The United Nations Children’s Fund (UNICEF) recommends exclusive breastfeeding (giving a baby no other food or drink) for the first six months after birth. After this time, breastfeeding is recommended alongside solid food for at least 2 years. Therefore, it is likely that the mother will still be breastfeeding when she returns to work after giving birth. Returning to work does not mean a mother has to stop breastfeeding although she might face challenges such as insufficient paid parental leave for some workplaces, inadequate space and storage facilities at work, and insufficient breaks to express breastmilk or go to feed the baby.
Over the last few years, many workplaces have become more welcoming to breastfeeding mothers returning to their jobs. It should be noted that supporting breastfeeding at workplaces also has business benefits, which include reduced staff absenteeism due to child sickness, and increased staff morale, thus reducing staff turn over and training costs. UNICEF identified the following four major work policy areas for children’s well-being and women’s empowerment:
- Providing sufficient paid leave to all parents in both formal and informal economies, to meet the needs of their young children.
- Providing support for mothers to breastfeed exclusively for the first six months, and to continue breastfeeding for as long as they choose as per World Health Organization recommendations.
- Ensuring that all children have access to affordable, good-quality childcare.
- Providing child benefits and adequate wages to help families provide for young children.
It is therefore recommended that the mothers should discuss with their employers the arrangements to continue breastfeeding and request for flexible working hours planned around their breastfeeding needs. They should also request for clean and private areas for breastfeeding or expressing breastmilk. Working mothers can also visit childcare centers during work breaks or arrange for babysitters to bring their babies to the workplace to breastfeed. Additionally, mothers can opt to express breastmilk thus combine breastfeeding with bottle feeding to fit around their working schedules.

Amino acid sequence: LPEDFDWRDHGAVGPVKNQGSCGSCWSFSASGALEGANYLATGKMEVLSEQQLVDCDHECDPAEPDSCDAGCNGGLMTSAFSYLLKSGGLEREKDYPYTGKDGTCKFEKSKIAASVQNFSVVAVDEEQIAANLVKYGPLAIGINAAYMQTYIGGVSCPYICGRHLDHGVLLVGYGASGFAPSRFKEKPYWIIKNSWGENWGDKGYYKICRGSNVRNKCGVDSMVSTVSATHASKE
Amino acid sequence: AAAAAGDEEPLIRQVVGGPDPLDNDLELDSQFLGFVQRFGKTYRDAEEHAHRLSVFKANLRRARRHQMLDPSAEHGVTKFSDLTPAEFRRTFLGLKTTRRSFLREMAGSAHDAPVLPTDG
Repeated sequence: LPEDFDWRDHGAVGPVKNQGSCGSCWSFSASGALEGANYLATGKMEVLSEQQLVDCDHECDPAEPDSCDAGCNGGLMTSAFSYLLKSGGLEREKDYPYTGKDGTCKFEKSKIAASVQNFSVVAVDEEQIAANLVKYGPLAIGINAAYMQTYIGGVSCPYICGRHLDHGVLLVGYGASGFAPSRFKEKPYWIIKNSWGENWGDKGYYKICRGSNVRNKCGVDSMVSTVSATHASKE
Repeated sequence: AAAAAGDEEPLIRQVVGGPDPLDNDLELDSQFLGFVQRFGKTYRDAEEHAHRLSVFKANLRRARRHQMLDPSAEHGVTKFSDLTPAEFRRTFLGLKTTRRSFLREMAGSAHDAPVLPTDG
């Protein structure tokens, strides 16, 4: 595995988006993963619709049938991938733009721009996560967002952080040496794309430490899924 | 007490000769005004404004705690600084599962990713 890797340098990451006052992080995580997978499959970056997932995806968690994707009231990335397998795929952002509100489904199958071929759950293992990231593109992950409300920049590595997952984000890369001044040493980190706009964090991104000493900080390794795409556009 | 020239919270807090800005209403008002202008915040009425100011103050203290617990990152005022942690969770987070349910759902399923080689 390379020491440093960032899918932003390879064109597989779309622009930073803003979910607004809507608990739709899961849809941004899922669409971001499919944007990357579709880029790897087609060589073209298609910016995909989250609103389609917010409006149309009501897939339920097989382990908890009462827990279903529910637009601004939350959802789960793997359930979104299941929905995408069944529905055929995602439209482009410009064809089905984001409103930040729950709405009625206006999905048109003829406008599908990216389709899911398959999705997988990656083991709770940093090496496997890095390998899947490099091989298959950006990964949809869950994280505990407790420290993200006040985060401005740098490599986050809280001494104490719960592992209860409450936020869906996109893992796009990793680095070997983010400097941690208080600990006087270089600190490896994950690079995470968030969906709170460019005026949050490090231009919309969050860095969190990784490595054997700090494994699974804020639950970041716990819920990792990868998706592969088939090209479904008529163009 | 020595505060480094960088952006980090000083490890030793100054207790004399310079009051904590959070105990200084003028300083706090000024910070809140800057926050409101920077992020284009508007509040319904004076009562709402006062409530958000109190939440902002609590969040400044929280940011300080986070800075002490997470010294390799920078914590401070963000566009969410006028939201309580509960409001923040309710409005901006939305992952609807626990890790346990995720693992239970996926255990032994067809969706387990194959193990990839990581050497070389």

As we celebrate world breastfeeding week, we encourage all employers to support breastfeeding at workplaces through written policies, as well as breastfeeding education for mothers, managers, and co-workers. Employers should facilitate breastfeeding-friendly environments in the workplace (rooms/spaces and breaktimes ) in which women feel confident and without fear of being stigmatized or discriminated against. This will increase the productivity of breastfeeding mothers at their workplaces.
Authors: Leah Mbabazi, Senior Project Officer and clinical researcher at Infectious Diseases Institute, Makerere University, and Ritah Nakijoba, Study Coordinator and clinical researcher at Infectious Diseases Institute, Makerere University.
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